In this November 30, 2013 photo, 17-year-old professional freeskier Torin Yater-Wallace gives the thumbs-down sign from his hospital bed at St. Anthony Summit Medical Center in Frisco, Colorado, while recovering from surgery for a pneumothorax (an accumulation of air in the space between the lung and the chest wall [pleural space], causing the lung to collapse) that he suffered after a physical therapist punctured his right lung with an acupuncture needle. (Photo: @TorinWallace)
1. Dry needling is acupuncture.
Acupuncture is the act of puncturing and stimulating an acupuncture point (a specific muscle or connective tissue site at which stimulation exerts a maximal therapeutic effect) with an acupuncture needle (a solid, stainless steel needle) to cure, mitigate, treat, or prevent disease or other conditions (1). Originating in China, acupuncture is a surgical operation (1–4) and is based on anatomy, physiology, and pathology (1,5–12).
Dry needling is acupuncture that involves puncturing and stimulating a reactive (painful) acupuncture point, more commonly known in the West as a trigger point, with an acupuncture needle to cure, mitigate, treat, or prevent disease or other conditions, especially musculoskeletal and connective tissue disorders, including musculoskeletal pain (1). The reactive (painful) acupuncture point is identiﬁed by a flinch reaction on palpation (1).
Dry needling is not new. It was first described in the first century BCE in the Yellow Emperor’s Inner Classic (黃帝內經, Huáng Dì nèi jīng), the foundational text of Chinese medicine (1).
2. Dry needling is unsafe when performed by unqualified practitioners of acupuncture, such as physical therapists.
As exposed by the National Center for Acupuncture Safety and Integrity’s (NCASI) Dry Needling Adverse Event Tracking System map, dry needling is unsafe when performed by unqualified practitioners of acupuncture, such as physical therapists.
Dry Needling Adverse Event Tracking System Map
To view some of the serious adverse events from dry needling performed by unqualified practitioners of acupuncture, such as physical therapists, click on the red-colored states in the map below. This map was last updated on June 15, 2017.
To report serious adverse events from dry needling performed by unqualified practitioners of acupuncture, such as physical therapists, use NCASI’s Dry Needling Adverse Event Reporting System form.
3. It is a violation of Federal law when unqualified practitioners of acupuncture, such as physical therapists, purchase, possess, or use an acupuncture needle (13).
An acupuncture needle is a restricted medical device under section 520(e) of the Federal Food, Drug, and Cosmetic Act (the FD&C Act) (21 U.S.C. § 360j(e)) (14).
The sale, distribution, and use of an acupuncture needle are restricted “to prescription use” (15). In addition, the sale, distribution, and use of an acupuncture needle are further restricted “to qualified practitioners of acupuncture as determined by the States” (16). The U.S. Food and Drug Administration (FDA) has determined that these restrictions on sale, distribution, and use are necessary “to provide reasonable assurance of the safety and effectiveness of” an acupuncture needle (15).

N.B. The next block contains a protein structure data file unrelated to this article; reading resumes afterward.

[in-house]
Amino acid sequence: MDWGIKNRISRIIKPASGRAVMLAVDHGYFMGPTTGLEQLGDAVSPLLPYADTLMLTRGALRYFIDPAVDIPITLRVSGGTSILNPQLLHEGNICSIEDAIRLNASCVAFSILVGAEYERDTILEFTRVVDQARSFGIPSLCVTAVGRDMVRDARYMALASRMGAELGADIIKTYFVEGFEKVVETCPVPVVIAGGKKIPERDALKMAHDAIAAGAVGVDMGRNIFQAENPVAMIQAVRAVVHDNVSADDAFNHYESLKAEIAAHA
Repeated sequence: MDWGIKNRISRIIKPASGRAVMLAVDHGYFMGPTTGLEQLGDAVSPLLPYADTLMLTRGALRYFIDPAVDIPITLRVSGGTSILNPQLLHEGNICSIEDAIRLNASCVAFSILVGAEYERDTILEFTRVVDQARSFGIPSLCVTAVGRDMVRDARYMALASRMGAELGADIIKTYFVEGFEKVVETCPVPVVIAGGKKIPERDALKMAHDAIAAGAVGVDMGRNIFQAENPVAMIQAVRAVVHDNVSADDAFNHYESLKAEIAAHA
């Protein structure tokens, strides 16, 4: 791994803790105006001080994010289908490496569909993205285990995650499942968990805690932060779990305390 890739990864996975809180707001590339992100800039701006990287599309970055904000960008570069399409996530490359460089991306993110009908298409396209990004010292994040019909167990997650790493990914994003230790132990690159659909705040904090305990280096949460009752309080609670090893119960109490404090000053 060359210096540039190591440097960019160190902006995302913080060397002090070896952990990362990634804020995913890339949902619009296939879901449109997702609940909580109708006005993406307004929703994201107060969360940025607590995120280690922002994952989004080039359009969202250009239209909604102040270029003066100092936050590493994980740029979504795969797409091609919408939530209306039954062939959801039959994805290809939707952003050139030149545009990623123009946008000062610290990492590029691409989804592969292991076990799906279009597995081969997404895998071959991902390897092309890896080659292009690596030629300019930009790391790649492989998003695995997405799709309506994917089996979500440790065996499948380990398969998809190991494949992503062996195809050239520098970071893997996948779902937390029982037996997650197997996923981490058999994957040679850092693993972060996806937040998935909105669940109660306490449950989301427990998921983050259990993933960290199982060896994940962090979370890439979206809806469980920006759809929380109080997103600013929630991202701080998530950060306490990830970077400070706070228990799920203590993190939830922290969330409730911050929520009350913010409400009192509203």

4. It is a violation of Federal law when unqualified practitioners of acupuncture, such as physical therapists, reinsert a used acupuncture needle into a patient (17).
This practice can transmit bacterial, fungal, and viral infections.
An acupuncture needle is intended “for single use only” (i.e., for one insertion only) (15) and must be discarded immediately after use (18).
5. It is a violation of Federal law when unqualified practitioners of acupuncture, such as physical therapists, submit a claim for payment to Medicare for dry needling disguised, for example, as electrical stimulation (Current Procedural Terminology [CPT] code 97032), therapeutic exercises (CPT code 97110), neuromuscular reeducation (CPT code 97112), or manual therapy (CPT code 97140) (19).
Dry needling is acupuncture (1); Medicare does not cover acupuncture (20).
To report Medicare fraud related to dry needling, call 1-800-MEDICARE (1-800-633-4227). TTY users should call 1-877-486-2048. You may be eligible for a reward of up to $1,000.
Yellow Emperor’s inner classic (黃帝內經, Huáng Dì nèi jīng). China; compiled in the first century BCE.
The national encyclopaedia: a dictionary of universal knowledge. Library ed. London: William Mackenzie; 1876.
Davidson T. Chambers’s twentieth century dictionary of the English language: pronouncing, explanatory, etymological, with compound phrases, technical terms in use in the arts and sciences, colloquialisms, full appendices, and copiously illustrated. London: W. and R. Chambers; 1903.
Ban B, Ban G, Ban Z. Book of Han (漢書, Hàn shū). China; 111.
Zhu J. Drawings of Ou Xi Fan’s five viscera (歐希范五臟圖, Ōu Xī Fàn wǔ zàng tú). China; 1041–1048.
Yang J. Drawings for preserving the truth (存真圖, Cún zhēn tú). China; 1102–1106.
Kendall DE. Dao of Chinese medicine: understanding an ancient healing art. 1st ed. New York (NY): Oxford University Press; 2002.
Wang JY. Robertson JD, translator, editor. On the nature of channels. Lantern. 2010;7(3):4–14.
Schnorrenberger CC. Anatomical roots of acupuncture and Chinese medicine. Schweiz Z Ganzheitsmed. 2013;25(2):110–118.
Neal E. Introduction to Neijing classical acupuncture Part II: clinical theory. J Chin Med. 2013;(102):20–33.
Shaw V, McLennan AK. Was acupuncture developed by Han Dynasty Chinese anatomists? Anat Rec. 2016;299(5):643–659.
Centers for Medicare and Medicaid Services. Your Medicare benefits. Washington (DC): U.S. Department of Health and Human Services, Centers for Medicare and Medicaid Services; Revised 2017 Jan.